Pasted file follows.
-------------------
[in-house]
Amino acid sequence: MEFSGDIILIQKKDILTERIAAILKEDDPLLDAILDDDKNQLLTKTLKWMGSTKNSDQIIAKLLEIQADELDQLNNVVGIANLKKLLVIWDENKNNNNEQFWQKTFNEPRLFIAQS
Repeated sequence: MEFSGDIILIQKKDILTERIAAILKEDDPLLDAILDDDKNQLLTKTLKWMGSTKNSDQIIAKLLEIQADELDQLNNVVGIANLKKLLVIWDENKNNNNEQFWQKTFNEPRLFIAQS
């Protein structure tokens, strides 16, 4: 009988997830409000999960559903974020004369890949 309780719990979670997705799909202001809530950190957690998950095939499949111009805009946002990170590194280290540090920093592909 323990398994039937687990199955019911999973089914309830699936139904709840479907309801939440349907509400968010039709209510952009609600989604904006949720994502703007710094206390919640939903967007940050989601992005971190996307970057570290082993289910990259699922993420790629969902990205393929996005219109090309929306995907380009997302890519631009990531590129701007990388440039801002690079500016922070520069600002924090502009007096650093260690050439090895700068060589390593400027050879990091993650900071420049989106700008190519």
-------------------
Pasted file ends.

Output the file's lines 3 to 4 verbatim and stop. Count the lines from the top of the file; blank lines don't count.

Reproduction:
Repeated sequence: MEFSGDIILIQKKDILTERIAAILKEDDPLLDAILDDDKNQLLTKTLKWMGSTKNSDQIIAKLLEIQADELDQLNNVVGIANLKKLLVIWDENKNNNNEQFWQKTFNEPRLFIAQS
């Protein structure tokens, strides 16, 4: 009988997830409000999960559903974020004369890949 309780719990979670997705799909202001809530950190957690998950095939499949111009805009946002990170590194280290540090920093592909 323990398994039937687990199955019911999973089914309830699936139904709840479907309801939440349907509400968010039709209510952009609600989604904006949720994502703007710094206390919640939903967007940050989601992005971190996307970057570290082993289910990259699922993420790629969902990205393929996005219109090309929306995907380009997302890519631009990531590129701007990388440039801002690079500016922070520069600002924090502009007096650093260690050439090895700068060589390593400027050879990091993650900071420049989106700008190519």